Music Monday — Novel Pacing like The Beach Boys
Music Monday is back after a long hiatus and we’re going to go completely old school today circa 1966 or 67 with The Beach Boys.
As we quickly approach the end of summer, I thought it’d be nice to have one last hurrah. I’m fairly certain all of you have listened to the classic “Good Vibrations” at some point in your life. It’s catchy, upbeat, retro and perfect for summertime.
But how closely have you listened?
Because, it’s a much more complex song than it sounds on the surface, and in fact, that’s part of the genius of it.
I love the harmonies on this song—not only on the vocals, but also what is being done instrumentally. It’s incredible the way Brian Wilson wove parts of this song together, which is what I aim for when writing. (I fall short, but aim for it, anyway.) While harmony could be a topic for its own post, I really want to talk about this song as a model for pacing.
“Good Vibrations” is a long song by the standards of the 1960s. Three minutes was what musicians were supposed to shoot for and it’s over four, so it definitely broke some pre-conceived notion of what a song was supposed to be. Still, beyond its length, the the unusual way its paced is remarkable; sometimes happily upbeat, sometimes melancholy, sometimes building toward a climax. After a quick listen I counted at least seven significant changes to pace and could probably argue for more if you include chorus or transitions. The ones I’m counting occur at 1:50, 2:18, 2:55, 3:09, 3:28, 3:46 and 4:00.
What’s amazing is that all of these distinctly different tunes blend into one practically perfect song.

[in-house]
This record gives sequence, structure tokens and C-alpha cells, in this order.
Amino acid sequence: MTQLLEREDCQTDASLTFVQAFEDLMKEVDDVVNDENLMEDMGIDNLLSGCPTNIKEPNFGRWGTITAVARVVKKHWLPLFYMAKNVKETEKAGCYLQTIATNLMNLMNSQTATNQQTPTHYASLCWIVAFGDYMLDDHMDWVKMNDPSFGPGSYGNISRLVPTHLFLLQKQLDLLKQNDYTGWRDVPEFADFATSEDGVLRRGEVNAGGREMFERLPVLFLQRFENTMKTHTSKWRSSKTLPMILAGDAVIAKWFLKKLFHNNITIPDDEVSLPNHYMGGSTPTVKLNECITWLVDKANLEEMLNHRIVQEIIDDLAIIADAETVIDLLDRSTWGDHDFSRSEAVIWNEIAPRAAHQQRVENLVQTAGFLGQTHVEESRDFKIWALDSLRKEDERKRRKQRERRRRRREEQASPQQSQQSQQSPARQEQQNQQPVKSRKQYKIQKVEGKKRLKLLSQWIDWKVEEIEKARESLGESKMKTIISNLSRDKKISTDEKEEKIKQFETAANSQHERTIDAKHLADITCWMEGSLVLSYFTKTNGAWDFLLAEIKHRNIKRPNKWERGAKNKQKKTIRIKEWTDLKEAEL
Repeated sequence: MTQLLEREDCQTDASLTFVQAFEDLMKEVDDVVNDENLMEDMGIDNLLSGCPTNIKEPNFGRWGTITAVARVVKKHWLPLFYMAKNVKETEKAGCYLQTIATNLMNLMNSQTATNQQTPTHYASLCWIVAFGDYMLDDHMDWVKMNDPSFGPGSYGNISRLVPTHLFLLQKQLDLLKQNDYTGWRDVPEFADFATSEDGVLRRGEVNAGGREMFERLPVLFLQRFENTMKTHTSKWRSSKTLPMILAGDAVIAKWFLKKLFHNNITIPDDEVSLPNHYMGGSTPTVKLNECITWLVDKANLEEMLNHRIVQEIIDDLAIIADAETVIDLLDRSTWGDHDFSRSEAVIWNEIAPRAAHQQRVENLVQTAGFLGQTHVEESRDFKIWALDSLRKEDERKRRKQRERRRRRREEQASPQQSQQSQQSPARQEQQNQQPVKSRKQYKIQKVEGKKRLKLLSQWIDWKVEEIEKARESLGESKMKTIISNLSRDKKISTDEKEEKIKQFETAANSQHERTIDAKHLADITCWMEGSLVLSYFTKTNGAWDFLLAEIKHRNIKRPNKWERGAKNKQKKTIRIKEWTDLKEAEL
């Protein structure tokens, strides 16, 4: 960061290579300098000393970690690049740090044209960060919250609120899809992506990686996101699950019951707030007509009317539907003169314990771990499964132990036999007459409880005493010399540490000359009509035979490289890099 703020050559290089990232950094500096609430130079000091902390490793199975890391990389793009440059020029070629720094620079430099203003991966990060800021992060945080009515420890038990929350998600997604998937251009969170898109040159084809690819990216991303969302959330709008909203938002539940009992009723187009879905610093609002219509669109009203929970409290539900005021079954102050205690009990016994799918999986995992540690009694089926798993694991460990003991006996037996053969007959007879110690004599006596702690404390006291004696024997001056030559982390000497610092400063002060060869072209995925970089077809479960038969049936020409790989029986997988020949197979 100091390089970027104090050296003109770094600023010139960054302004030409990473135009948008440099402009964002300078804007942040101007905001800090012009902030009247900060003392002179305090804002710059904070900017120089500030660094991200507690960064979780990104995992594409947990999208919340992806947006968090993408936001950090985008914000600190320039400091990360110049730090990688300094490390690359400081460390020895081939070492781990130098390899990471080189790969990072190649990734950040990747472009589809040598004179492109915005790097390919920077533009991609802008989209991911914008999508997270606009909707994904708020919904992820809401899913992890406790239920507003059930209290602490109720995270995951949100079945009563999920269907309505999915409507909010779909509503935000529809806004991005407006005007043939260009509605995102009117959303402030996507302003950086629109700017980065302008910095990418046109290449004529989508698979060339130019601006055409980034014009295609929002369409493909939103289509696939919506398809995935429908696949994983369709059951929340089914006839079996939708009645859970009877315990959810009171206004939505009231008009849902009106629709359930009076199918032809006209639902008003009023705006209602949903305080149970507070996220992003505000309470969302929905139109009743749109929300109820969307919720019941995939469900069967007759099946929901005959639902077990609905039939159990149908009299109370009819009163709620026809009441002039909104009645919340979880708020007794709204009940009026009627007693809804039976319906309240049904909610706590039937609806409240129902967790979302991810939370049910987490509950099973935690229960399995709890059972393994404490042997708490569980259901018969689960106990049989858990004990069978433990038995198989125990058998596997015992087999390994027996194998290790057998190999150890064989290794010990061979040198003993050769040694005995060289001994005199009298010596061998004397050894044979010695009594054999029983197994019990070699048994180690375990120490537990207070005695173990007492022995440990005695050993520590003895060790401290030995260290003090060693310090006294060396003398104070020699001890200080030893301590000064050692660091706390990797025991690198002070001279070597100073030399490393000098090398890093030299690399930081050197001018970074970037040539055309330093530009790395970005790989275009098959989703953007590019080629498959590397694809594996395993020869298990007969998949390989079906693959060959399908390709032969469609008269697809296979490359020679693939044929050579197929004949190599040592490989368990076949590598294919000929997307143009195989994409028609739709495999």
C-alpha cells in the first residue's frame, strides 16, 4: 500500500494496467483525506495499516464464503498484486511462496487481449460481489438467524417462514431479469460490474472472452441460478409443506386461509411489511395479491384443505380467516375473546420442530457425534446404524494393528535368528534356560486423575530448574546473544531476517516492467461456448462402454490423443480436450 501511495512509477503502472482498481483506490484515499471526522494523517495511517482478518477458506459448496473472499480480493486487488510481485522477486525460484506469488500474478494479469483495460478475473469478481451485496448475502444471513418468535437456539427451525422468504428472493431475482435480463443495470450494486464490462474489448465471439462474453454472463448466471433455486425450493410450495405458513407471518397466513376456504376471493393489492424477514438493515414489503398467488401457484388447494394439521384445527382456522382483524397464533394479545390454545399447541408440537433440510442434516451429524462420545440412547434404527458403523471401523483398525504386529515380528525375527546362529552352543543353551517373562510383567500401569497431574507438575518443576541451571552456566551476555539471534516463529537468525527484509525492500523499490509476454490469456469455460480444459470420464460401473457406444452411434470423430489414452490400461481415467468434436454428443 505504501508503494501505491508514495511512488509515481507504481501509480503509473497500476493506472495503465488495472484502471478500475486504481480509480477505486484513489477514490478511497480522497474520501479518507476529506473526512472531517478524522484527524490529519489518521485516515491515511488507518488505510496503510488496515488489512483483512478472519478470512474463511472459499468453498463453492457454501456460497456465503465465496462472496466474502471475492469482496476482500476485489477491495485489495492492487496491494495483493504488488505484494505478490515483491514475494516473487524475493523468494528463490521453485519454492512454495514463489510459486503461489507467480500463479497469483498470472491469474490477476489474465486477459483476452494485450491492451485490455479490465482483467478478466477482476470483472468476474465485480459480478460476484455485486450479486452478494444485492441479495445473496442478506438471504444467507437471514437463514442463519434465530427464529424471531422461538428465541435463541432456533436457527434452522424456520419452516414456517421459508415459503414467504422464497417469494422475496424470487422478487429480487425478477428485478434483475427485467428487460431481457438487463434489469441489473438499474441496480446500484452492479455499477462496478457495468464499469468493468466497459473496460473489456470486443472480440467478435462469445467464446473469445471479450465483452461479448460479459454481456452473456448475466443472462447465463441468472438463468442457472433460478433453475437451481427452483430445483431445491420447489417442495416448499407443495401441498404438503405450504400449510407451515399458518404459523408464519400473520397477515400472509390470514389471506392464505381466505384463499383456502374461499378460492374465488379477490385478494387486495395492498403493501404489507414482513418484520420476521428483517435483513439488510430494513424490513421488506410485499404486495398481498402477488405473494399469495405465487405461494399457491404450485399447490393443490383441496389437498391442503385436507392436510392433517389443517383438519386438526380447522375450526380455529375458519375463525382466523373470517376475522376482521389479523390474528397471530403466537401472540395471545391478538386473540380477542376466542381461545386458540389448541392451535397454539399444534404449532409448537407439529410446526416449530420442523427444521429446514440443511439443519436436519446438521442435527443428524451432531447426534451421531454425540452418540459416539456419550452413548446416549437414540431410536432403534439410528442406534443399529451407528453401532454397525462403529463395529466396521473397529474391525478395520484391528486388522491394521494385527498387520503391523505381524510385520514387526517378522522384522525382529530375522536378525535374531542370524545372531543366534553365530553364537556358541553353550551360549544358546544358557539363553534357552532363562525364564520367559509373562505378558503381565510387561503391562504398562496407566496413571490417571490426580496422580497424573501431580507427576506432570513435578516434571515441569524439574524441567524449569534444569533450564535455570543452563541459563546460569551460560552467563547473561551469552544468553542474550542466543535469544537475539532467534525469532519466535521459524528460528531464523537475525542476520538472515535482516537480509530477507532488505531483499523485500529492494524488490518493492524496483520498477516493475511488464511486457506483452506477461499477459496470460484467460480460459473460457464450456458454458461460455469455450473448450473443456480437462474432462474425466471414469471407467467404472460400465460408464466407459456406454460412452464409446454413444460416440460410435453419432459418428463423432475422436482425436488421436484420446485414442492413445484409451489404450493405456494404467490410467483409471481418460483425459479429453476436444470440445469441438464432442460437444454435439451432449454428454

If you look purely at timing, the changes occur at fairly regular intervals. There are also two times where the song echoes the good vibrations rif from the beginning: it happens during the piece that begins at 2:18, and again at the piece that begins at 3:09. One thing is certain when you listen for pacing–the changes are not predictable.
When I think about trying to translate that kind of structure into writing, my brain feels like it might explode.
It’s not an exaggeration to say Brian Wilson is a genius. I think he took huge risks with this song, although we probably take them for granted because the song has become so familiar.
So, how does this help me or you—any writer or reader or music fan? It helps me to think about looking at my novel holistically. Can I take readers through a series of different emotions? Can I tell a story without it becoming too predictable? Can I look for places where an echo might unify things?
For readers or music fans I hope it provides some insight into the truly remarkable things that are possible when we create.
Now, I hope everyone enjoys this version of “Good Vibrations.”
Leave a Comment
Be the first to comment!